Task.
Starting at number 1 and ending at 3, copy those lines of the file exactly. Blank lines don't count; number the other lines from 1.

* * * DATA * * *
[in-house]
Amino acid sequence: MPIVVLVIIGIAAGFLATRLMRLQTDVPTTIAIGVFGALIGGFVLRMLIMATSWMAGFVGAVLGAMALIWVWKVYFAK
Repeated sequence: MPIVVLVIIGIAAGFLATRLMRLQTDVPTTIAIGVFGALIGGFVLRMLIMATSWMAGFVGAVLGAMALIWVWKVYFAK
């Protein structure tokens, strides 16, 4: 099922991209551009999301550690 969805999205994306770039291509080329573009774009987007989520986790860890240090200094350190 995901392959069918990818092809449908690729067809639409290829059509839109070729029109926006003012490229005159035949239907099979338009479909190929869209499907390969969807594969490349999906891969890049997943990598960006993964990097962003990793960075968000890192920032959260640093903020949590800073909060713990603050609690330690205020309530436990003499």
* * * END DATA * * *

[in-house]
Amino acid sequence: MPIVVLVIIGIAAGFLATRLMRLQTDVPTTIAIGVFGALIGGFVLRMLIMATSWMAGFVGAVLGAMALIWVWKVYFAK
Repeated sequence: MPIVVLVIIGIAAGFLATRLMRLQTDVPTTIAIGVFGALIGGFVLRMLIMATSWMAGFVGAVLGAMALIWVWKVYFAK